It’s a long story


On this blog I’ve discussed fears of kamikaze air-fresheners and lightning bolts to the head. One of my biggest fears which I have not revealed to you dear readers is an odd one. It is something that has baffled polite dinner guests bringing a platter for a New Years Eve get together and friends who want to celebrate their birthday at a renowned seafood restaurant here in Southwest Missouri.

I have an irrational fear of shrimp.

People who I am just getting to know are baffled by this and this is not a simple story to explain in passing in a matter of seconds. This is one of those things where if someone offers a sample of shrimp I politely say, “No thanks” and then explain, “It’s a long story.”

Now is the time for that long story.

I was about ten years old when my Dad’s side of the family had a get together at a local restaurant called; Po’ Folks. As we all gathered around that enormous table, my second cousin who was a toddler at the time sat at the head of the table in his high chair. Looking over the menu I felt adventurous. There in print were two things I had never tried together before, the first being very familiar as it was a staple for my family and I on Saturday nights. The second was something exotic and would make me feel like a culinary explorer if I tried it. This is when I would make the mistake of ordering popcorn shrimp.

While we were waiting for our food my cousin began to get fussy in his high chair and apparently this behavior warranted being fed fried okra to pacify him. It didn’t pacify him, it only made him more vocal. He picked up one of the pieces of fried okra and then said loudly, “This looks like…dog…” and because he was young his mind was trying to fill the blank with an appropriate word. Finally the kid spat his word out, “Food!”

Someone at the table remarked, “That is not what I thought he was going to say!”

While everyone was paying attention to my young cousin, the crew brought out the meals. Suddenly my attention was diverted to my plate of hot steamy popcorn shrimp. This new exotic fried treat was going to be my ticket to palatable adventure and something to brag and talk to my school friends about.

As we all sat there dining and talking, I made it about a third of the way through my popcorn shrimp when I made the mistake of peeling back the crispy fried treat as if I were peeling fried chicken. Underneath the shroud of fried tasty goodness, lied a pink, fleshy, veiny piece of something that looked like a tiny cartoon brain. Suddenly I felt like the one who should be at the end of the table in a high chair trying to make distasteful exclamatory remarks because my mind was overwhelmed with alarm. After the image of pink veiny flesh was burned into my cartoon brain, I tried to bring the shrimp to my lips and bite down with my incisors. Everything bad there could be about eating shrimp came out in that moment. It became in-palatable and felt like I was chewing on large fish flavored gummy worms. I couldn’t do it, put the shrimp back on my plate and sat there politely eating my french fries and drinking my Dr. Pepper.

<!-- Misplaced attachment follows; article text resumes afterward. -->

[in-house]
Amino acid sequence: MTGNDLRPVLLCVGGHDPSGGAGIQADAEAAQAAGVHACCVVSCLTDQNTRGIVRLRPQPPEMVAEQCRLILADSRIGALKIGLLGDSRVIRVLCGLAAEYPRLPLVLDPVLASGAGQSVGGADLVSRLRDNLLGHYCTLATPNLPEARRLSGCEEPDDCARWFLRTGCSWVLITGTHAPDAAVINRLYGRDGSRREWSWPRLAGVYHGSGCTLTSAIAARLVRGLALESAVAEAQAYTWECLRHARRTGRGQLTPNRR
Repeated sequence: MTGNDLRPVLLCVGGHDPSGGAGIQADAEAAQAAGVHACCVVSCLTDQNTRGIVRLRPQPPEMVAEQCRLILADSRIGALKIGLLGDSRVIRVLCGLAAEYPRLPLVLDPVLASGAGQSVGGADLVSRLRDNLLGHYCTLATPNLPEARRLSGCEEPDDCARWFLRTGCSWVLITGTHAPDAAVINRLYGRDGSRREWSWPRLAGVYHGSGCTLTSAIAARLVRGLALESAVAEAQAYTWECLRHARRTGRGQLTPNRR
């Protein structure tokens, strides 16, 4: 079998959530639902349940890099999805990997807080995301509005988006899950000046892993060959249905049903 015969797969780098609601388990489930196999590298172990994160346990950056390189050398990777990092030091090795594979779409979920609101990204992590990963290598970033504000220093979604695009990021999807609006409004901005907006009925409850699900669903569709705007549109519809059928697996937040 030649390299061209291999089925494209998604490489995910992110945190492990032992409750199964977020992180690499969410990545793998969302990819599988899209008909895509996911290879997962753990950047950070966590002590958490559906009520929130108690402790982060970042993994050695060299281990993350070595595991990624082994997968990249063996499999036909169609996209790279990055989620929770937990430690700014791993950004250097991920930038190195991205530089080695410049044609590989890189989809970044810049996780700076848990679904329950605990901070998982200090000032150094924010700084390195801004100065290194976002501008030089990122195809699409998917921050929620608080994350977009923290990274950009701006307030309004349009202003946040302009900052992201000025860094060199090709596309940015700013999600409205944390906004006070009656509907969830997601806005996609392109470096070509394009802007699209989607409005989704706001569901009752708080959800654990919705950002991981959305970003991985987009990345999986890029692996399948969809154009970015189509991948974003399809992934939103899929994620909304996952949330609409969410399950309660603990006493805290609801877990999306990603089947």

A little way through the meal my parents wondered why I had stopped eating my dinner. I looked at them without saying a word, and gently peeled back the fried outer layering to reveal to them the miniature brain-like substance. All they had to say was, “Oh…”. We didn’t even ask for a doggy bag, it turns out my parents don’t care for shrimp either.

What is something you have tried numerous times after a traumatic event but have found every time you just couldn’t do it?


7 thoughts on “It’s a long story

  1. Did you see the poop vein as well?

    I hate shrimp, and almost all seafood.

    I would say the one thing that I try every year is pumpkin pie. I love the way it smells, and I really want to love it, but it is never that tasty.

    • Wow! Pumpkin pie? Maybe it needs extra brown sugar or pumpkin pie spice!? At least you give it a try every year though. Maybe if you tried it at Village Inn or Perkins restaurant?

      It’s frustrating wanting to love something when every fiber in your being just says no!

      As for the poop vein, don’t remember, I just really wanted to stop eating right when I saw the pink veiny skin. As I got older and found out about the notorious poop vein, that was all the more reason not to trust shrimp. Glad you’re with me on this one!

  2. I’m so sorry for your shrimp experience! Grilled shrimp is my favorite, but I can understand how that was horrifying for you.

    I can’t eat mints of any kind or drink Sprite. I get extremely carsick and when I was a kid, my friends’ parents would always give me Sprite or a mint to calm my stomach. Neither helped, so now whenever I’m offered a mint or Sprite, I instantly feel carsick and smell “hot van smell”.

    • Thank you! It’s sort of like comparing to eating a sea monster? My imagination takes hold and thinks all sorts of things.

      Oh man, I am so sorry you had to experience yours too! It’s amazing what the mind remembers from smell and taste, i feel bad you can’t enjoy sprite! What do you enjoy now instead? What do you do if you need breath freshener or tooth paste? Does that effect you as well if its a minty smell?

      • It’s really limited just to mints – like peppermints, altoids, those no-name white mints at restaurants. The smell of mint gum doesn’t effect me, in fact it helps more to chew gum when I’m carsick as it tends to distract me a little and whenever its mint it’s not a big deal. Same for toothpaste and other minty things. As long as it’s not a mint, I’m good. And instead of Sprite I drink Ginger Ale – the drink everyone should have been giving me in the first place! đŸ˜‰

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